As well as releasing the most recent revs of its UnixWare 2.1.2 and OpenServer 5.0.4 products SCO is now saying that it will release its merged version of the two operating systems, code-named Project Gemini, in the final three months of 1997. SCO has been promising to do this since it acquired UnixWare from Novell in December of 1995. Gemini should be out in early access form sometime before October. SCO is also readying a Universal Development Kit that will support OpenServer, UnixWare, and Gemini. It will be rolled out along with Gemini.

Another hot technology for SCO is its Tarantella software, which is supposed to turn into a product this September. Tarantella uses SCO's Advanced Adaptive Protocols (AAP) to let Java-enabled clients access X Window or character applications. SCO is now showing off a demo of Tarantella in which a simple terminal emulation applet gets downloaded to a Java client. A Tarantella server launches applications and performs screen grabs off of a Unix server. It then serves them to the Java client using a cookie to ensure that the data sent goes to the right person. SCO Senior Engineer Steve Hoff says that with Tarantella customers can launch a server-side application, disconnect from the server, and then reconnect to the application. Hoff says that Tarantella can even perform a "suspended resume" in which a different client logs onto a server to reconnect to an application, say a sales transaction, already in progress.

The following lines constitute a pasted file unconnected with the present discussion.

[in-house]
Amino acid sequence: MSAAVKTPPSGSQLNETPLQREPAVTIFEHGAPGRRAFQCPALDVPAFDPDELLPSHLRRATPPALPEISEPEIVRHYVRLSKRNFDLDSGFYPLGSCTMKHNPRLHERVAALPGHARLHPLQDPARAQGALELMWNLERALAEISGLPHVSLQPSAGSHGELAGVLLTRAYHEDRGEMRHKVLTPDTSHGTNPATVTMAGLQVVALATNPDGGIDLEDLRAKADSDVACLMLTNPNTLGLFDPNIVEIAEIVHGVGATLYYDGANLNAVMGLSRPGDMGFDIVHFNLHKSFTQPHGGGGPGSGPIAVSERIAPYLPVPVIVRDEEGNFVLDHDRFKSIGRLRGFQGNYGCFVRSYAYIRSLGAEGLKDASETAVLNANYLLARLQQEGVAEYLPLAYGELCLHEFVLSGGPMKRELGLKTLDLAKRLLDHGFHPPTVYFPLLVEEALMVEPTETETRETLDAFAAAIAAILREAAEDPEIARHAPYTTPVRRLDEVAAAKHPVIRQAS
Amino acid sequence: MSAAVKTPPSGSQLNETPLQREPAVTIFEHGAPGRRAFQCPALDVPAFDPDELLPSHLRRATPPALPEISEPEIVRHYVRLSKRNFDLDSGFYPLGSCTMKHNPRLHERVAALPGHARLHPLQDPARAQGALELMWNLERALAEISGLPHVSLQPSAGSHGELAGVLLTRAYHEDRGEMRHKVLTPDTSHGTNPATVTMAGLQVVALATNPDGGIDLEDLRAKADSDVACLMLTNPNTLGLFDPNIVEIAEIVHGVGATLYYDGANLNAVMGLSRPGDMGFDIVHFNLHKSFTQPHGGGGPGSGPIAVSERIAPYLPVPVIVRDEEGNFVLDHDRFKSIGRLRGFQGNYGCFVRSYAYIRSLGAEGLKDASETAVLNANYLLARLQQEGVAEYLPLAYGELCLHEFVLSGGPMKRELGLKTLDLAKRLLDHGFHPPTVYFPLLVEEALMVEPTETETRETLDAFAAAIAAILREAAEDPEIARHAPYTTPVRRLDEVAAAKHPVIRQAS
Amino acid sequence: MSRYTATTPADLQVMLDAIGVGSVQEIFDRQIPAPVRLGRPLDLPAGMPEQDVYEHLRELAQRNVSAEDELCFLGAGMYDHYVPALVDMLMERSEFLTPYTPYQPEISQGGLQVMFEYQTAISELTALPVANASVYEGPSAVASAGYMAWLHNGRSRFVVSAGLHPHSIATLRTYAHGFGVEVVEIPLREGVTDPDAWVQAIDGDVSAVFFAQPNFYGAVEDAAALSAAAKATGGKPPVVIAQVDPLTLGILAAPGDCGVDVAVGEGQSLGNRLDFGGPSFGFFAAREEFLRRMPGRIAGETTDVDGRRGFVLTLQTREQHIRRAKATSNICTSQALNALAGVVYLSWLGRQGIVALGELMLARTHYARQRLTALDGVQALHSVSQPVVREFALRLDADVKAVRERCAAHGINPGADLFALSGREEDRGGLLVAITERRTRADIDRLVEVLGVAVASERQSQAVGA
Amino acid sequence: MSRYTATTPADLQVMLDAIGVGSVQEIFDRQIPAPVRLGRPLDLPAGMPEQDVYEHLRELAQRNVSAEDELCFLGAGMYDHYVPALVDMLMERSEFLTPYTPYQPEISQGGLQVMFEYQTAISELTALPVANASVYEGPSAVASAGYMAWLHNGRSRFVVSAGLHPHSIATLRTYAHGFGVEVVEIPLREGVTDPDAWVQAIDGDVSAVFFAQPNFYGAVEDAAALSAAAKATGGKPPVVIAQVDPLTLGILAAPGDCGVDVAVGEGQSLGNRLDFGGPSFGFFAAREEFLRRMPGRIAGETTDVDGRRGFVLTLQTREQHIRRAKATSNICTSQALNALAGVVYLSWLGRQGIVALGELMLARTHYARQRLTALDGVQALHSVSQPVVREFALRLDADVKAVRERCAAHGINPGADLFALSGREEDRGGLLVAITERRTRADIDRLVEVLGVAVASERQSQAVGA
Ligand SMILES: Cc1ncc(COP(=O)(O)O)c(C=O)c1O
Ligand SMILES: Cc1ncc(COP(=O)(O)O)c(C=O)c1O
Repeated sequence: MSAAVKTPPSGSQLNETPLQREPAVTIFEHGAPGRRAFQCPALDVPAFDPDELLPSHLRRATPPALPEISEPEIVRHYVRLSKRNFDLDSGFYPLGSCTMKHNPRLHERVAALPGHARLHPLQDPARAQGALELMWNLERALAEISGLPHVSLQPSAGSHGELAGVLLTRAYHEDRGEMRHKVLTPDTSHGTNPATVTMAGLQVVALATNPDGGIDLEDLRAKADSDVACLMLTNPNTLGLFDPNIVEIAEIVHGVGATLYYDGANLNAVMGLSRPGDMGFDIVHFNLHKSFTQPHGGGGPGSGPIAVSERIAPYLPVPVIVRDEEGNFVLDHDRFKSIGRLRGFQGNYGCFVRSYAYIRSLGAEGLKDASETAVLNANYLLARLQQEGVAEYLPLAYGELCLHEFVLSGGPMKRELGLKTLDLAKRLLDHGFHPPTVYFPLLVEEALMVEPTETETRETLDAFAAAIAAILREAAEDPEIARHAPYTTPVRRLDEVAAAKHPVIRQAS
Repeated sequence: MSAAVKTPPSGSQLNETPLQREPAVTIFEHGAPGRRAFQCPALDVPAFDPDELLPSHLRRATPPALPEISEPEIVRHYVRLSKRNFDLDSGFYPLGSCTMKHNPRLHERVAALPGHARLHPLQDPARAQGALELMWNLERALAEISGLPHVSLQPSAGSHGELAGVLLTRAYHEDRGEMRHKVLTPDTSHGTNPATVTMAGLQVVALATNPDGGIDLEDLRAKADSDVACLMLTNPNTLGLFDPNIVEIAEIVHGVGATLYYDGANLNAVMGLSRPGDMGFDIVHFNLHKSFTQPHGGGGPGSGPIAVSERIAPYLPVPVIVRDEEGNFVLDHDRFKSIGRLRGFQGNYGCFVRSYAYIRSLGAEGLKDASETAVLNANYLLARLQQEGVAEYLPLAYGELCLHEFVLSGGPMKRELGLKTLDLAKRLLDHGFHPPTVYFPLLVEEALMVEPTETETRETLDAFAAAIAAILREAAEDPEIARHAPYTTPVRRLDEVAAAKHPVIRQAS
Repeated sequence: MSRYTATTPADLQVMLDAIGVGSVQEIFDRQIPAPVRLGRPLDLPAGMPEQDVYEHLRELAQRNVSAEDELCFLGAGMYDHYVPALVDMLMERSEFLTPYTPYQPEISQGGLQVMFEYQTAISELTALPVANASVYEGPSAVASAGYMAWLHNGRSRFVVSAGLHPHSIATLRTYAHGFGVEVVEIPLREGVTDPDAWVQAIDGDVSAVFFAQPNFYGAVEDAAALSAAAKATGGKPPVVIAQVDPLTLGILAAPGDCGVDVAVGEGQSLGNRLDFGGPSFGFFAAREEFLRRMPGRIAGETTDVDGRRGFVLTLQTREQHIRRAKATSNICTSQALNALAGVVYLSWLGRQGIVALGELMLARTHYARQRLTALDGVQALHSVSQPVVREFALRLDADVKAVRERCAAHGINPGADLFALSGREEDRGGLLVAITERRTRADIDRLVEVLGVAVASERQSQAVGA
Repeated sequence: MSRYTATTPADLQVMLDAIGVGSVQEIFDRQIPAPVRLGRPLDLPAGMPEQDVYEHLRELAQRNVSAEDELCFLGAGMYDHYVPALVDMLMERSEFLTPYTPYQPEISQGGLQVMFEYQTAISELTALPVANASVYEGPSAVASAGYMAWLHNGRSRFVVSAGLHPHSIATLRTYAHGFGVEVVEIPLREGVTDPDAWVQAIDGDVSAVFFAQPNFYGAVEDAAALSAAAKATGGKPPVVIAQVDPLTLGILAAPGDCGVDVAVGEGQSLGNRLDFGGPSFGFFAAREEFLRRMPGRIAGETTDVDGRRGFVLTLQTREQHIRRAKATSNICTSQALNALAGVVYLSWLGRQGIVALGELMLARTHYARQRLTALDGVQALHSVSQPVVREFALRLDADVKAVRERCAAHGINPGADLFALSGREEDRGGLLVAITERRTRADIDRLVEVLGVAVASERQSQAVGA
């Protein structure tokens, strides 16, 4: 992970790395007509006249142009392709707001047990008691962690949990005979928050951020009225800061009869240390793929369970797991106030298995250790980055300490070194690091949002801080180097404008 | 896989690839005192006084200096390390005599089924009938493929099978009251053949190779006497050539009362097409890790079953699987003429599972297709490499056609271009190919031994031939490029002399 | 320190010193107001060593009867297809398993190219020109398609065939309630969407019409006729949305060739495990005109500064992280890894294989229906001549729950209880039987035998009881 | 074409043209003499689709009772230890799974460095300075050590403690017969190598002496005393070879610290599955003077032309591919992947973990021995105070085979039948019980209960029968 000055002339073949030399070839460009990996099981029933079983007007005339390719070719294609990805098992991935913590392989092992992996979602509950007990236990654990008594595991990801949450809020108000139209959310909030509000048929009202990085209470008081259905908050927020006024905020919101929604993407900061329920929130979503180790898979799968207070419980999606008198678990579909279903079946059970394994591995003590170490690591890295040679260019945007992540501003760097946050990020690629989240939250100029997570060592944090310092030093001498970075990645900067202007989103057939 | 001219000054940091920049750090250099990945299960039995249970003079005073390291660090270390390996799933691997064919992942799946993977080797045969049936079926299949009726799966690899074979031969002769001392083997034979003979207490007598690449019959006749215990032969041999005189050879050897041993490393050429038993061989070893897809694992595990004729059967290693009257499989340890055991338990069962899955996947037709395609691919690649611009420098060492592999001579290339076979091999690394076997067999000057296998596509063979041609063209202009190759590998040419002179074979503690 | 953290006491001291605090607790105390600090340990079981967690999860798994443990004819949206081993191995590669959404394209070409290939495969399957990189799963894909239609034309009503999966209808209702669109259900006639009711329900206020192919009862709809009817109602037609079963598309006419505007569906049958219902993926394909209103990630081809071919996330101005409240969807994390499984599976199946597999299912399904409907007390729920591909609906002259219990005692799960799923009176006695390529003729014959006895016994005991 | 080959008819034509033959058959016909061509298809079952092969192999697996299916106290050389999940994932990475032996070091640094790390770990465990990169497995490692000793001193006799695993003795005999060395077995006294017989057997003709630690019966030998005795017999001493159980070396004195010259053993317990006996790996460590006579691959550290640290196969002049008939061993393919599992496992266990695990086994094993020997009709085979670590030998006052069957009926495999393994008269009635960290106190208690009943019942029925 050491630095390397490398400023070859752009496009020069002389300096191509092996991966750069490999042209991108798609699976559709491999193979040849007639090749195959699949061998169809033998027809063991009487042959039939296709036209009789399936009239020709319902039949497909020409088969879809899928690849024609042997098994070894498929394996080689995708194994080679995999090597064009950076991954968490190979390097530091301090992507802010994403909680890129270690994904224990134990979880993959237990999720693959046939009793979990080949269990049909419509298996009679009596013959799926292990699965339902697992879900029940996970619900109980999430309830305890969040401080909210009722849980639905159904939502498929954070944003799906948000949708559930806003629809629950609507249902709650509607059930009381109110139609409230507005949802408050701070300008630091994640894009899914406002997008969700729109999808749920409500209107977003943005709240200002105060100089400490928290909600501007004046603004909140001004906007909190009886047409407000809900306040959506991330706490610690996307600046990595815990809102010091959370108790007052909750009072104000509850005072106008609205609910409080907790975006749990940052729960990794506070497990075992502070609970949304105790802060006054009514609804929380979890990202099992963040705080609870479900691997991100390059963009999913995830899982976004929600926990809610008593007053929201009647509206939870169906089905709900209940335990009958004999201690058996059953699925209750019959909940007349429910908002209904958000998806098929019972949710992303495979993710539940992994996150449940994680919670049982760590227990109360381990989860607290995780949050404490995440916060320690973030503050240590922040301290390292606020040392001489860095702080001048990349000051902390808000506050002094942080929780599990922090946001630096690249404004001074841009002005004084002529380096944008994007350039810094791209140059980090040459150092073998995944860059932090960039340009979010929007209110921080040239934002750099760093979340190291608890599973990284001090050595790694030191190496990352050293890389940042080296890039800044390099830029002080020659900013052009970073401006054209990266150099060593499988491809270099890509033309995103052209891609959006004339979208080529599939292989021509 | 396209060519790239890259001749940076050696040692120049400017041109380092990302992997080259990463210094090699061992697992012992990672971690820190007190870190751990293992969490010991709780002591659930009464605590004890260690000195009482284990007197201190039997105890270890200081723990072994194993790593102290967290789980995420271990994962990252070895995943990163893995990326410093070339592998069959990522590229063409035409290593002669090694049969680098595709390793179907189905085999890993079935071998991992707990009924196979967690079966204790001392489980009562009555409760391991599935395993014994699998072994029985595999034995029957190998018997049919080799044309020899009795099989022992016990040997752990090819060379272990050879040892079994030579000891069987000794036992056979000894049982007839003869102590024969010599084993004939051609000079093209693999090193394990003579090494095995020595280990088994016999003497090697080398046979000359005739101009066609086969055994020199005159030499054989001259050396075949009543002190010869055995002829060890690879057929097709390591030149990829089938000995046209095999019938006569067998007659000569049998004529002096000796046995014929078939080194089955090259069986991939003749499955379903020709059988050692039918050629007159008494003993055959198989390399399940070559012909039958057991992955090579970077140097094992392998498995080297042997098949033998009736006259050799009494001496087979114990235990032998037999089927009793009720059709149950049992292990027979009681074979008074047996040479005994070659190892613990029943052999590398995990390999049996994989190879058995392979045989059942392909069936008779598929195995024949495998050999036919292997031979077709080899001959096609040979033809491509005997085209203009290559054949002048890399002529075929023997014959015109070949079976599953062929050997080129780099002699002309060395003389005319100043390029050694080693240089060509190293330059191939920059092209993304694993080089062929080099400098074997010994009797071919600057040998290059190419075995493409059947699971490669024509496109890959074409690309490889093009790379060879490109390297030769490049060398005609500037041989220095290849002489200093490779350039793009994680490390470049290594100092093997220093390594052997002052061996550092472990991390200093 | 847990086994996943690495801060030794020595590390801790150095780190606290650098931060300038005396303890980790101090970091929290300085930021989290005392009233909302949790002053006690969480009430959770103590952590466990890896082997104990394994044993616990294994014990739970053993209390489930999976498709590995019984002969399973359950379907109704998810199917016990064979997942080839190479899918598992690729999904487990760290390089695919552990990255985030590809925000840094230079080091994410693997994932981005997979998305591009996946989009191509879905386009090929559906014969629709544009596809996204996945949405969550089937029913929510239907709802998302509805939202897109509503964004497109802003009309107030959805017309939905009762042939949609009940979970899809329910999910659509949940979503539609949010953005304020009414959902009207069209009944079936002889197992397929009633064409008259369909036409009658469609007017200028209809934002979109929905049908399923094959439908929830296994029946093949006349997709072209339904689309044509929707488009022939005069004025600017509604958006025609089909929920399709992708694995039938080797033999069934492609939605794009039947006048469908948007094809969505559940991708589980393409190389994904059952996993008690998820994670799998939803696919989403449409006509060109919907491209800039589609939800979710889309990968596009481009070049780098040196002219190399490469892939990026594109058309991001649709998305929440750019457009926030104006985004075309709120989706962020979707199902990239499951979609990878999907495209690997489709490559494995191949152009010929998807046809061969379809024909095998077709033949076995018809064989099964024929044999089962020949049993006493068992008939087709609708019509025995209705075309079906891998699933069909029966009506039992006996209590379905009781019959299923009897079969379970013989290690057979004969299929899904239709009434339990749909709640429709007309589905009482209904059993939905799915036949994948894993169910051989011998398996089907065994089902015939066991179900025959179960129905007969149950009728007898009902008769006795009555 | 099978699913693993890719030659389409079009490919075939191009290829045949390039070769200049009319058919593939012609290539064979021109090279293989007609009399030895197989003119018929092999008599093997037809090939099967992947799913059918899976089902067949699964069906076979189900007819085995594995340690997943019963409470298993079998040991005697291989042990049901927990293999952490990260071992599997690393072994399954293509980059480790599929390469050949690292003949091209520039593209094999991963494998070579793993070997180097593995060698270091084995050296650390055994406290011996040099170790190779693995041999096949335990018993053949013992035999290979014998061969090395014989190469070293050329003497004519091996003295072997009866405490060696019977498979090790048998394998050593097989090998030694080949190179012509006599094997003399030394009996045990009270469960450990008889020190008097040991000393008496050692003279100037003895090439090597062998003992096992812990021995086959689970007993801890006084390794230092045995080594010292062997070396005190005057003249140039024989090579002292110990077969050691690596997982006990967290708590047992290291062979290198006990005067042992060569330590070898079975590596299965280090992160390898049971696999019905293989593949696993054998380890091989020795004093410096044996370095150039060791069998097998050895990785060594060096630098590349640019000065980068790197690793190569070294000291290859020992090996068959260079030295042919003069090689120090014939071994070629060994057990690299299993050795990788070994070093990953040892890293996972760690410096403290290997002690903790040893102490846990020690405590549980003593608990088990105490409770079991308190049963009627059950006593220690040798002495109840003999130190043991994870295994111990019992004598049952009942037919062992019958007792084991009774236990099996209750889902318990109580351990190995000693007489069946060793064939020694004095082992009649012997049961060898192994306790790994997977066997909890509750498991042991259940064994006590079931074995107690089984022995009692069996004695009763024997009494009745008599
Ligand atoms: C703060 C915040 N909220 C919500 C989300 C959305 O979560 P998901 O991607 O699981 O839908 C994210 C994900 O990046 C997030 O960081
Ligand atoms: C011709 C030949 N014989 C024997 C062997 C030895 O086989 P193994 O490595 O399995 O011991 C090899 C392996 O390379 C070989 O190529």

With the release of its four-node ReliantHA clustering software, SCO claims it is the first to offer "enterprise-level clustering products" on Intel -- a claim Sun was unable to make with its recent "Full Moon" clustering announcement. In fact, all that Sun is saying about clustering on Intel is that "it will be available in 1998." Also new from SCO in the clustering space is its Oracle7 Parallel Server failover software, called ReliantDLM. Both ReliantDLM and ReliantHA run on UnixWare. Pricing for ReliantHA starts at $4,000 per node and at $3,000 per node for ReliantDLM.